Childhood Innocence

Have you ever just listened to your children? Have you ever sat around just watching them in their play? S and I love to do both. Our 2 and 4 yo say and do so many things that can only be described as sweet and innocent. Those same things, however, can be so humbling to a parent. It often leaves me wishing I still had some of that innocence.
For example, JR is learning so much lately, and not just that, but he is really putting concepts together in his little head. Recently, we have been learning about how God owns all things, and allows us to take care of things for Him. So the other day we had driven over to look at a house, and S was on the phone. JR asked who Daddy was talking to, and I replied that he was talking to the lady who owned the house. JR immediately said, "No, Mommy, GOD owns the house, so who is Daddy talking to?" I stood corrected.
On a more serious note, an area that really hits home for me lately is racial issues. Now that we are officially a transracial family, I am learning by leaps and bounds how society views race. Young children, of course, are totally unaware of racial issues, until a parent teaches them otherwise. Children in a transracial family are often referred to as "colorblind" because they see their siblings all the same, despite the color of their skin. However, I am learning that the kids are, in fact, well aware of color, they just don't view it with the stigmas that adults do. I got to thinking about this the other night when I was informing the kids that they would be having a new babysitter come watch them. JR asked, "What color is she?" Funny thing is, it totally didn't matter what color she was, he was simply curious. He is at the age where he likes to match colors and see who looks like who--JR has skin color like mommy, daddy, and M, A has blue eyes like JR and daddy, and N has brown eyes like mommy. Color is simply a means to help find an identity. Oh, if only the rest of society could have a bit of this innocence as well! What a wonderful place this world would be.
The reason I started contemplating these things tonight was actually something M did. As you know I am a Type 1 diabetic. I wear an insulin pump rather than taking shots. The pump is small pager-sized computer that holds and meters the insulin out as required throughout the day. It holds a little syringe full of insulin, which is connected to a long tube, which is connected to an infusion "site"--the part that actually sticks into my skin. That is held by tape. I have to change this set up every 3 days or so.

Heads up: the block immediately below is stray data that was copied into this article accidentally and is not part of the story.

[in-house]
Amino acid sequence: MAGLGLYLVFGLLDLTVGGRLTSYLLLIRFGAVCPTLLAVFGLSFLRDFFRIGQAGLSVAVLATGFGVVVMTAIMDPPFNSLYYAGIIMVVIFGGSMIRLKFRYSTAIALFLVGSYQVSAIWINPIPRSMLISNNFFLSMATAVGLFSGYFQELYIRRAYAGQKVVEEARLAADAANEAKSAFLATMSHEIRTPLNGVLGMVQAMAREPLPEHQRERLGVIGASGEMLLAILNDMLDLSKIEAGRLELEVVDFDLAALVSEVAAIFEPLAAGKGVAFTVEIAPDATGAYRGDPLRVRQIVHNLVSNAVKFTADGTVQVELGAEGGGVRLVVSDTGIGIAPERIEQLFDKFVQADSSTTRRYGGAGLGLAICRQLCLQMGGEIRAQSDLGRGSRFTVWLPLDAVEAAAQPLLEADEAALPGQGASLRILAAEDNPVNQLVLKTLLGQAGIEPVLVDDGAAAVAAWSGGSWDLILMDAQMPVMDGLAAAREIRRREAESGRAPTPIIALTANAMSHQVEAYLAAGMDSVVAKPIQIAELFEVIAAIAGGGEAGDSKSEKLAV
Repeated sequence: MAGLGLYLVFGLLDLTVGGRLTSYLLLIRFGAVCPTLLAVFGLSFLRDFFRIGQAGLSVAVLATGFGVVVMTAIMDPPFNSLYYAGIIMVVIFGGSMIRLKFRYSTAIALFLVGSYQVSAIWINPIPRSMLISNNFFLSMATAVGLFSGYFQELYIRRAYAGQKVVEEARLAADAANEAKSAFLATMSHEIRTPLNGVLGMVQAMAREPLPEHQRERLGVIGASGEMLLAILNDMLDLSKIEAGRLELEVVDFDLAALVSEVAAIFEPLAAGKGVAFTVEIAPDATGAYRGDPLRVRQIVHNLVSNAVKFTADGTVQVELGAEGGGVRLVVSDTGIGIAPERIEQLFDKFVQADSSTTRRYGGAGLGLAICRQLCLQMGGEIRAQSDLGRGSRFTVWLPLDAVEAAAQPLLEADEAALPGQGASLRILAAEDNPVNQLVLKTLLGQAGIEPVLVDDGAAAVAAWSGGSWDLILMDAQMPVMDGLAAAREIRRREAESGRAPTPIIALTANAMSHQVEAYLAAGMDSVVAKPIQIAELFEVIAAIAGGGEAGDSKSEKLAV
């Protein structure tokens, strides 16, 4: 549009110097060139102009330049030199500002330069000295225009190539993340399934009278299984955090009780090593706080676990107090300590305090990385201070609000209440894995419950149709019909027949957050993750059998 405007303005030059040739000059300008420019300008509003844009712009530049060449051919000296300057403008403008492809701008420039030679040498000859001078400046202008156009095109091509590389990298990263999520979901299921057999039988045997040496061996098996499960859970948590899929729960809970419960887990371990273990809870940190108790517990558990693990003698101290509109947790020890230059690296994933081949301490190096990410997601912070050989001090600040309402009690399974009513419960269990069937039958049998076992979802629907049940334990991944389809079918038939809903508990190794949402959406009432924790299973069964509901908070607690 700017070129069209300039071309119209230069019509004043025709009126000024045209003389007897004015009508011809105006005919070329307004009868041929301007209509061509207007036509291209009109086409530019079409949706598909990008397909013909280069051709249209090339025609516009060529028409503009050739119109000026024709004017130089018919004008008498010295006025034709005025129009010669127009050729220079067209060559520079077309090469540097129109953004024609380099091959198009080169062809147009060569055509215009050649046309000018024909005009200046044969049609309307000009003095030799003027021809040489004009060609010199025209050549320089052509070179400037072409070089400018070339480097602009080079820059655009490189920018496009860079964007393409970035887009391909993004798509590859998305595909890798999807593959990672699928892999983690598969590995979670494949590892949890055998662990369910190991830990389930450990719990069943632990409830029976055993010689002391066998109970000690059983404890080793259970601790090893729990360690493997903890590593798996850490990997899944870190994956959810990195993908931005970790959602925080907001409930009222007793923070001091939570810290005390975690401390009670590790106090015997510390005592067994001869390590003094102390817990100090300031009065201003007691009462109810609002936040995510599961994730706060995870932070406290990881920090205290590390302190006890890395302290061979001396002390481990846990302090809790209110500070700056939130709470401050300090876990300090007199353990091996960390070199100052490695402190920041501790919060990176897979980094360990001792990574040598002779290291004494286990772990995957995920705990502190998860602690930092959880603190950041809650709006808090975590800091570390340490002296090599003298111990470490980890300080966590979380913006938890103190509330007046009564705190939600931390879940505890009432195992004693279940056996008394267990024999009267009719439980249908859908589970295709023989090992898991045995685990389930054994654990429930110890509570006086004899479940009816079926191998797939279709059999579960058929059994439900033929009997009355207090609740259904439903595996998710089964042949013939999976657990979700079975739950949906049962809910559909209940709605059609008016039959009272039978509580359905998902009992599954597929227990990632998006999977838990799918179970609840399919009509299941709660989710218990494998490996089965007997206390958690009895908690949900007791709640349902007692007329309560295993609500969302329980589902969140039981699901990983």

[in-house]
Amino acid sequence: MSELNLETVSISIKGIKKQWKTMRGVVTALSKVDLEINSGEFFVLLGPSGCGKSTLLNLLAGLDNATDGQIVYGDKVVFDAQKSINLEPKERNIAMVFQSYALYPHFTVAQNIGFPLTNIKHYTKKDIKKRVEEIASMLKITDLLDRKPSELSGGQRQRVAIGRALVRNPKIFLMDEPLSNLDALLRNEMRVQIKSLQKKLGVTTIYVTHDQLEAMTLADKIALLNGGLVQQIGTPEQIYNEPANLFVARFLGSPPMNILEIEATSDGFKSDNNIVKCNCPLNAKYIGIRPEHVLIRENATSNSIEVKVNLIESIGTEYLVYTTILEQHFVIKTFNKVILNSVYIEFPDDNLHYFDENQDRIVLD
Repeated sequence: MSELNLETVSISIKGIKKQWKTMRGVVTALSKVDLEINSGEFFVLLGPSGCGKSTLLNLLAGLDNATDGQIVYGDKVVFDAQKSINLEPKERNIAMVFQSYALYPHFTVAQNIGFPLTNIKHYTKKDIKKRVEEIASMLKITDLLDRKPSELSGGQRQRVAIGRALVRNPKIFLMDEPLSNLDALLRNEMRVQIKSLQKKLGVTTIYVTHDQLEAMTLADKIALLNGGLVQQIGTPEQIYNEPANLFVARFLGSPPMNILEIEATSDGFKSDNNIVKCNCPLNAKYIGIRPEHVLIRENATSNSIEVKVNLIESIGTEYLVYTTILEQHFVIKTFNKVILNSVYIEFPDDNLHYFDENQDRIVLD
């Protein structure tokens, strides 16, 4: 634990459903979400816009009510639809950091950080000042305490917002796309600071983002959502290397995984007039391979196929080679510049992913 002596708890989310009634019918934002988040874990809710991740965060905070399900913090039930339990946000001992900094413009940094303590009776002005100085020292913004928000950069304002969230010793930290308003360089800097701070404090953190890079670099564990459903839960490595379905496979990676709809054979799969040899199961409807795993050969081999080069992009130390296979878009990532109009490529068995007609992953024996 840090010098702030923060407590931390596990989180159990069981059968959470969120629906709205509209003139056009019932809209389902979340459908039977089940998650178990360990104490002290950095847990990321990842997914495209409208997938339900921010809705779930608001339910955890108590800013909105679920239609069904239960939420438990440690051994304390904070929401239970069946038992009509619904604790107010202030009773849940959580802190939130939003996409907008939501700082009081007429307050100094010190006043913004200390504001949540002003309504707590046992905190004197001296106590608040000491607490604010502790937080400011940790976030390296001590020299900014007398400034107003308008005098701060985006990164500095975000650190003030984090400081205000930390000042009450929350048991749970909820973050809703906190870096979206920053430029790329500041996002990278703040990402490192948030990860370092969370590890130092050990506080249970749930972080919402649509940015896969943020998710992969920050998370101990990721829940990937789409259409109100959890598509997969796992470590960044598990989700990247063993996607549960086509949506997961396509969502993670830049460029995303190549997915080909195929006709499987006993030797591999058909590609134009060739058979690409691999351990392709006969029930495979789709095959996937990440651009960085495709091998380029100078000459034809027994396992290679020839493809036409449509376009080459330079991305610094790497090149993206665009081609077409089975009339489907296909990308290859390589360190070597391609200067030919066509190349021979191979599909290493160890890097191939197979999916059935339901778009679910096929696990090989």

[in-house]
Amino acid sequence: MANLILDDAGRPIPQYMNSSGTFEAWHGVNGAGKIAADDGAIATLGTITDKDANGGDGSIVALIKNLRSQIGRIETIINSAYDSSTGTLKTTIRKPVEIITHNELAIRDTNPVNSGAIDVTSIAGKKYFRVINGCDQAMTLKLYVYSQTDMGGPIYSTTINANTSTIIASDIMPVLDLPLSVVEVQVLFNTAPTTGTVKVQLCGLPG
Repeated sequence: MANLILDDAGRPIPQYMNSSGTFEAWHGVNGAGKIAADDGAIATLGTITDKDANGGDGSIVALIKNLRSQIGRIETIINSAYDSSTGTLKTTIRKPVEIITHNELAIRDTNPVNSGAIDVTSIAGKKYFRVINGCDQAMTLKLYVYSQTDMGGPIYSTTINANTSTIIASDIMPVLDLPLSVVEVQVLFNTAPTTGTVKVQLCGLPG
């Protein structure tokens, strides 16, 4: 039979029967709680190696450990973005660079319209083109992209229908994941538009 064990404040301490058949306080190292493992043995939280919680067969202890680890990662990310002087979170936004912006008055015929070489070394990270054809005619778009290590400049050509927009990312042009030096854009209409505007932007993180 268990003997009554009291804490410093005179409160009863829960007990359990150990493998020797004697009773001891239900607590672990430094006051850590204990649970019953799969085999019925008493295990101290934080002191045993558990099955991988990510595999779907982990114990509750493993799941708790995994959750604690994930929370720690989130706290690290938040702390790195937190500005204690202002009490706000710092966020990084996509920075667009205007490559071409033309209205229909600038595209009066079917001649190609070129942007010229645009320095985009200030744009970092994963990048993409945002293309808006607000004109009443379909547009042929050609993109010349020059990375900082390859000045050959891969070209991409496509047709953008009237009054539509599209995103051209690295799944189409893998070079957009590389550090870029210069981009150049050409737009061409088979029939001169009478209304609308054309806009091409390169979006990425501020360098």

Last night was time to change. M is fascinated by this process and has been for some while. She doesn't grasp the concept of a disease at this point, but has no doubt reached the age where she wants to be like Mommy. In imitation of me, she will often say things, "May I have juice?..my sugar's low!" And if she is nearby when I change out my infusion set, she will often grab the old one and play with it while I finish up (don't worry, there is no needle attached!).

Last night was actually the first time she actually made the site stick to her belly. She was so proud to look just like Mommy. I just found such irony in her innocence. Here I have a disease I would give almost anything to not have. I pray frequently that God's protective hand would stay on my children, and that none of them would develop diabetes and have to go through years of needles, food calculations, finger sticks, and so on. Yet, my little girl, in all her innocence, just wants to be like Mommy, no matter what the cost.

It really humbles me and reinforces the hugeness of the responsibility Christ has given me as a mother. Everything I do will be imitated by our children, as it is only natural for them to want to be like their parents. They become mirror images in their behavior, and it is imperative that we always strive to model a good example, that they may mature according to the instruction of the Lord.

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